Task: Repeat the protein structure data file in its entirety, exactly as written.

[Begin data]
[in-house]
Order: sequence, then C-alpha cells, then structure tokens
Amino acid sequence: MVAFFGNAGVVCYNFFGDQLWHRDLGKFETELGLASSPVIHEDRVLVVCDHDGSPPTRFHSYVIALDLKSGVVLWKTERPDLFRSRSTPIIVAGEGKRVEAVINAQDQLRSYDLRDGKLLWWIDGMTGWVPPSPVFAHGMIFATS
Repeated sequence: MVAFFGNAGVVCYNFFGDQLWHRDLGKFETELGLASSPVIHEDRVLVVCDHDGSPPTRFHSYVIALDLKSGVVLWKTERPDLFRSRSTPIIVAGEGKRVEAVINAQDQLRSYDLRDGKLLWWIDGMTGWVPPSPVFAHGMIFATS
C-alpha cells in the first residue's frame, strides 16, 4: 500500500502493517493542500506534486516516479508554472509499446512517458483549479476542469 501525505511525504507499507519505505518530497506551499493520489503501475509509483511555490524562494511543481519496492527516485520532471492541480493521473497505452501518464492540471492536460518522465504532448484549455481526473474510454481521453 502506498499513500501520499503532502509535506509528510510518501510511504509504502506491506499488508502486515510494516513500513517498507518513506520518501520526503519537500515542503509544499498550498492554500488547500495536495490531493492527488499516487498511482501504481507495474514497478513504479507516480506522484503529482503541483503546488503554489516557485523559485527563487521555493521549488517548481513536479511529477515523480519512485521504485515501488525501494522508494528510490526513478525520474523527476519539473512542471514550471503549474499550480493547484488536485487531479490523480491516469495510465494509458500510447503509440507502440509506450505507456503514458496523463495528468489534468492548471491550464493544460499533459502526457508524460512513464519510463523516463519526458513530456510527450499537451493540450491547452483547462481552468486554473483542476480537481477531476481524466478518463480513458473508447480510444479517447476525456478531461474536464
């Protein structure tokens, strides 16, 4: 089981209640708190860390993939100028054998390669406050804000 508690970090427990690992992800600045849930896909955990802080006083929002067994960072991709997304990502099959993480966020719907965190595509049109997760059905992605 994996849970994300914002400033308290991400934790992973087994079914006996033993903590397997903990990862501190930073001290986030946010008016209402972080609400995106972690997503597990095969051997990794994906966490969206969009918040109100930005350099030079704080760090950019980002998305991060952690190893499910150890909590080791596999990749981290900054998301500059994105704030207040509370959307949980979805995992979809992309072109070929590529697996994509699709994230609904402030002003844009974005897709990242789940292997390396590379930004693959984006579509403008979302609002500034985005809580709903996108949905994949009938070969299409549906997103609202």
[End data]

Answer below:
[in-house]
Order: sequence, then C-alpha cells, then structure tokens
Amino acid sequence: MVAFFGNAGVVCYNFFGDQLWHRDLGKFETELGLASSPVIHEDRVLVVCDHDGSPPTRFHSYVIALDLKSGVVLWKTERPDLFRSRSTPIIVAGEGKRVEAVINAQDQLRSYDLRDGKLLWWIDGMTGWVPPSPVFAHGMIFATS
Repeated sequence: MVAFFGNAGVVCYNFFGDQLWHRDLGKFETELGLASSPVIHEDRVLVVCDHDGSPPTRFHSYVIALDLKSGVVLWKTERPDLFRSRSTPIIVAGEGKRVEAVINAQDQLRSYDLRDGKLLWWIDGMTGWVPPSPVFAHGMIFATS
C-alpha cells in the first residue's frame, strides 16, 4: 500500500502493517493542500506534486516516479508554472509499446512517458483549479476542469 501525505511525504507499507519505505518530497506551499493520489503501475509509483511555490524562494511543481519496492527516485520532471492541480493521473497505452501518464492540471492536460518522465504532448484549455481526473474510454481521453 502506498499513500501520499503532502509535506509528510510518501510511504509504502506491506499488508502486515510494516513500513517498507518513506520518501520526503519537500515542503509544499498550498492554500488547500495536495490531493492527488499516487498511482501504481507495474514497478513504479507516480506522484503529482503541483503546488503554489516557485523559485527563487521555493521549488517548481513536479511529477515523480519512485521504485515501488525501494522508494528510490526513478525520474523527476519539473512542471514550471503549474499550480493547484488536485487531479490523480491516469495510465494509458500510447503509440507502440509506450505507456503514458496523463495528468489534468492548471491550464493544460499533459502526457508524460512513464519510463523516463519526458513530456510527450499537451493540450491547452483547462481552468486554473483542476480537481477531476481524466478518463480513458473508447480510444479517447476525456478531461474536464
């Protein structure tokens, strides 16, 4: 089981209640708190860390993939100028054998390669406050804000 508690970090427990690992992800600045849930896909955990802080006083929002067994960072991709997304990502099959993480966020719907965190595509049109997760059905992605 994996849970994300914002400033308290991400934790992973087994079914006996033993903590397997903990990862501190930073001290986030946010008016209402972080609400995106972690997503597990095969051997990794994906966490969206969009918040109100930005350099030079704080760090950019980002998305991060952690190893499910150890909590080791596999990749981290900054998301500059994105704030207040509370959307949980979805995992979809992309072109070929590529697996994509699709994230609904402030002003844009974005897709990242789940292997390396590379930004693959984006579509403008979302609002500034985005809580709903996108949905994949009938070969299409549906997103609202």